Observers point out that FGV is more dependent on CPO prices than other plantation companies because of its land lease agreement with the Federal Land Development Authority (FELDA). Under the agreement, FELDA is to receive RM248 million a year for leasing its land, as well as 15% of FGV’s profits per year.
So, when CPO prices increase, there is less of a burden on FGV’s coffers in doling out the payments to FELDA.
CPO is currently down to RM2,450 per tonne as crude oil prices slump amid concerns of Covid-19’s rapid spread across the globe.
While the plantation segment seems to be in better shape after the massive impairment in FY2018, the stability of FGV’s sugar business, under 51%-owned MSM Malaysia Holdings Bhd, still remains in question.
In FY2019, the sugar segment registered a loss of RM319.7 million compared with a profit of RM58.71 million in the previous year. Among the reasons were the lower average selling prices due to excess supply and negative export margin, higher average refining cost owing to the low utilisation rate at its Johor plant that was commissioned in 2019 and an increase in finance cost due to loan modification.
“I believe MSM will be able to break even this year and this will lift the drag on FGV,” an analyst with a local research house tells The Edge.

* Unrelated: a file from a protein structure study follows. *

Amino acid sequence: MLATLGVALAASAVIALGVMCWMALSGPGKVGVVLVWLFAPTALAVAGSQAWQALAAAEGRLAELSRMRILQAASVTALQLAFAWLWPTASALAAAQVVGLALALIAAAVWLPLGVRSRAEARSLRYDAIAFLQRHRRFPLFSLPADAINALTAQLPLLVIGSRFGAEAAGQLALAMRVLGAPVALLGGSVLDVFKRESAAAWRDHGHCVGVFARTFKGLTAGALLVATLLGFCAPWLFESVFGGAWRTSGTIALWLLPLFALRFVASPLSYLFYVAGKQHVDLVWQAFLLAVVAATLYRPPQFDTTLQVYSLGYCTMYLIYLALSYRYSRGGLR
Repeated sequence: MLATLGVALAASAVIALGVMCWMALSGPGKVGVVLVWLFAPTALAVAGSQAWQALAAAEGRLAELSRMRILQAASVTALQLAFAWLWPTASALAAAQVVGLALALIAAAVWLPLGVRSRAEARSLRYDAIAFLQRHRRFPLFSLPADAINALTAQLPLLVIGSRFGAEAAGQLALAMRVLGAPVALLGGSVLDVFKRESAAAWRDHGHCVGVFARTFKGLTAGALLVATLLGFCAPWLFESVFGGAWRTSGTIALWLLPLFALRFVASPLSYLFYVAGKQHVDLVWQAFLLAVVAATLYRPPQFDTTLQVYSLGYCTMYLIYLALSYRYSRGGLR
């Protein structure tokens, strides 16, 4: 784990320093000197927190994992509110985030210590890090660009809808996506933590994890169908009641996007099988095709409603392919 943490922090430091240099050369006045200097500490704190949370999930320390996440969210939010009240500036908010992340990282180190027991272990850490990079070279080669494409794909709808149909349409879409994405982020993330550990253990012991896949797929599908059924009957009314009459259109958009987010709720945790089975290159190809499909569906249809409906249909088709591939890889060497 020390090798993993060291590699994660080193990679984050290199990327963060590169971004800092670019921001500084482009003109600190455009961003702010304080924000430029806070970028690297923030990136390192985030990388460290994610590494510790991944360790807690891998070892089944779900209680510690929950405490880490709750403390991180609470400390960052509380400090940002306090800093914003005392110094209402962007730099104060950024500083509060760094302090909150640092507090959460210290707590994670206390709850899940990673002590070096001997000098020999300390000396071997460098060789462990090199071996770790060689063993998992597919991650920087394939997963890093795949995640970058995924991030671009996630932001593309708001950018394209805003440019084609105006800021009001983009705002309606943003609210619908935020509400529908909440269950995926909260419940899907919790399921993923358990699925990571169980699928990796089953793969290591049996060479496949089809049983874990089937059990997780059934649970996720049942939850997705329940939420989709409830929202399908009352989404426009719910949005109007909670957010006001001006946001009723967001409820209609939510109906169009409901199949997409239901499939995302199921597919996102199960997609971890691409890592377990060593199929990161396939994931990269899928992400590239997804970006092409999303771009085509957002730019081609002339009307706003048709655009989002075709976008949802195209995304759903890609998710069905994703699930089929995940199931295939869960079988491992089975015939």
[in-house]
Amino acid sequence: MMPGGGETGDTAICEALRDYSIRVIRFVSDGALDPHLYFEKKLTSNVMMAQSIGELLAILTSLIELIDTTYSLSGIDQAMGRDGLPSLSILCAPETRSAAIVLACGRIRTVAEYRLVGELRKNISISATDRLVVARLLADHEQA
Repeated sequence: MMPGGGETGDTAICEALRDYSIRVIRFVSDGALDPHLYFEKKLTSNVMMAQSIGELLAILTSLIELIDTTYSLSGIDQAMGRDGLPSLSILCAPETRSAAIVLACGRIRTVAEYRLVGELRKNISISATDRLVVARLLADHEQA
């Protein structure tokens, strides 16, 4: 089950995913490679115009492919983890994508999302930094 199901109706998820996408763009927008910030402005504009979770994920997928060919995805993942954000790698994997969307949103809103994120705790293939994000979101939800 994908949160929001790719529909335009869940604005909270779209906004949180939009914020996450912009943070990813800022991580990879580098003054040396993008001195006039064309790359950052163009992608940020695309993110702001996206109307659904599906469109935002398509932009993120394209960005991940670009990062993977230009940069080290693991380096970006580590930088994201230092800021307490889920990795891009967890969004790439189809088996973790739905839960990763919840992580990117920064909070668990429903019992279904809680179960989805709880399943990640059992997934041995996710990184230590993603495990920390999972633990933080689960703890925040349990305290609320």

Last year, there was talk that FGV was looking to sell part of its stake in MSM. However, Haris said there was currently no urgency in getting a partner or divesting a stake in MSM given that things were looking better for the sugar company.
“At that point, we were looking for partners that could help provide offtake because when MSM’s plant in Johor came onstream in April 2019, it was an additional one million tonnes in capacity, bringing the total capacity to 2.25 million tonnes. The total demand in Malaysia is only 1.6 million tonnes, so that is why we were looking for a potential partner that could help with offtake.
“However, in terms of the situation surrounding the sugar industry now, things are getting better because of a shortage of raw sugar supply, meaning prices are moving up. It is about 14 US cents per pound currently,” Haris said.
A long-term sugar supply contract for MSM also ended last December, which means the group is now back to normal pricing. It has restructured its financial commitment so there is no immediate need to get a partner or divest MSM, Haris explained.
FGV is also diversifying its revenue stream by moving into other sectors of the agricultural business. It recently acquired a 60% stake in dairy milk operator RedAgri Farm Sdn Bhd.
Nevertheless, analysts feel its diversification will take time to bear fruit. Haris said palm oil would continue to be the mainstay of FGV despite the group’s diversification plans.
Of the 11 analysts tracking the stock, six recommend a “buy”, four a “hold” call and one a “sell”, with the average target price being RM1.59.
“The higher CPO prices were the main selling point of FGV. But with CPO prices now not as high as they were a month ago, I don’t find anything that attractive in the stock,” says one analyst.
Will FGV be able to keep up the momentum?